I first met Gerry a few days ago, after find­ing out about him from the bi-annual newslet­ter pub­lished by UCC. The newslet­ter, called Old Times, is a way for alumni, called Old Boys, to keep track of the goings’ on at the College. There was an arti­cle about the school’s prized Victoria Cross medal col­lec­tion being pre­sented to the new Canadian War Museum here in Ottawa. These were the same medals I walked by in the front hall dis­play case every day at school, too young to appre­ci­ate their his­tor­i­cal sig­nif­i­cance. Gerry was one of the vet­er­ans invited to attend the pre­sen­ta­tion ceremony.

However, my inter­est in Gerry stemmed from a dif­fer­ent sec­tion in the same issue of the newslet­ter, announc­ing a photo con­test open to all past and present stu­dents. The con­test seemed like a great project, not only as a way to prac­tice my pho­to­graphic skills, but to test myself as well. I would have to find a sub­ject related to the school in some way. Gerry, being an Ottawa-area Old Boy, was my clos­est con­nec­tion. Taking pic­tures of some­one, let alone some­one I had never met before, was a daunt­ing idea, and I would have to step out of my com­fort zone to do it.

After look­ing up his name in the phone­book and gath­er­ing up the courage, I called Gerry. He was happy to meet.

I’ll be sub­mit­ting the sec­ond photo.

Update: Here are the results of the project.

11 Aug 06

What Can I Say?

Things have changed.

I don’t write the same any­more, or about the same things. I’ve lost my fer­vent ver­bosity. Every time I sit at my com­puter, my mind blanks. Writing has become a chore. Even this entry has taken me days to think through. I find myself writ­ing and rewrit­ing every point, every paragraph.

In the begin­ning, blog­ging was a form of cathar­sis. Developing cog­ni­tively beyond my ado­les­cence was an emo­tional period, filled with con­fu­sion and grow­ing pains. The only way I could make sense of it all was to write out my thoughts, forc­ing myself to reflect and learn from every challenge.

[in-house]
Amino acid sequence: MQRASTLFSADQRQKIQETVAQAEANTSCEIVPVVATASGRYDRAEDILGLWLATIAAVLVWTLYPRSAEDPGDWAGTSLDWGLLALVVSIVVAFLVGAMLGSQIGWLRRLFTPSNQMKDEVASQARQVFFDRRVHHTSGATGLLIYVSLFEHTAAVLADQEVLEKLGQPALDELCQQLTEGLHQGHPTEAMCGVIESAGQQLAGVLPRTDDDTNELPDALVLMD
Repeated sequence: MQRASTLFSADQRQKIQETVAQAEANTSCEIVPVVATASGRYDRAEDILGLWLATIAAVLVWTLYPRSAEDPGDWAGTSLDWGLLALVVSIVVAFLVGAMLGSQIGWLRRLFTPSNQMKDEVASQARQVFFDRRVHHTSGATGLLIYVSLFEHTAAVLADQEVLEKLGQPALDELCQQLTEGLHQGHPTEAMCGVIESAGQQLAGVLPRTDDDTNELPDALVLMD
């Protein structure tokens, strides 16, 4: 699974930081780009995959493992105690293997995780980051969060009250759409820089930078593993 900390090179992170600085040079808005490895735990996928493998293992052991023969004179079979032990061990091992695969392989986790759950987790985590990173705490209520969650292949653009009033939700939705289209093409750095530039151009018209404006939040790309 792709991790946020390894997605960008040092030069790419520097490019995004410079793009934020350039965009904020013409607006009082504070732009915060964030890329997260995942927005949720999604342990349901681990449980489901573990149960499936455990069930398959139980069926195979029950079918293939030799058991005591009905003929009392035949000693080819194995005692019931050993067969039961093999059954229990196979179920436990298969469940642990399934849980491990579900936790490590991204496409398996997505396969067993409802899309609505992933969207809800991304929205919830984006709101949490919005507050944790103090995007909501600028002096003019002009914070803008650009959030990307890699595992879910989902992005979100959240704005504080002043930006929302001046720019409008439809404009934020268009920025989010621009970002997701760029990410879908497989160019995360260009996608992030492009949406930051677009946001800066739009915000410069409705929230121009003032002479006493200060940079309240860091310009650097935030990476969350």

It was also a use­ful tool in fig­ur­ing myself out, as a part of my life where I could approach things with the con­vic­tion that I lacked in the rest of my life. Now that I’ve gained enough con­fi­dence, it doesn’t seem so nec­es­sary to prove myself with words any­more. It would seem that I’ve become a vic­tim of my own self-assuredness.

I could fill this blog with entries, find­ing solace in the writ­ten word, when I was going through some­thing as sim­ple as a bad day. As time has passed, I’ve elim­i­nated most of the things that bother me enough to turn to this medium. It was a slow and sys­tem­atic process, both inter­nal and exter­nal. My new-found seren­ity has left me with lit­tle rage. I’m hap­pier now, and hap­pi­ness is too hard to write.

It would seem that I’ve run out of things to say.

There have been few epipha­nies, and even less inspi­ra­tion, in the last while. Maybe it’s because I’m in the mid­dle of a tran­si­tion. It takes a foun­da­tion of sta­bil­ity, some­thing I haven’t had in months, to grow. My life hasn’t quite set­tled yet.

Writer’s block is a sign that I’ve stopped grow­ing, a tes­ta­ment to what and how much I’ve been through.

But more impor­tantly, it’s a sign that I’m approach­ing where I want to go in my life.

04 Jul 06

Canada Day '06

Thumbnail: Pat in the hat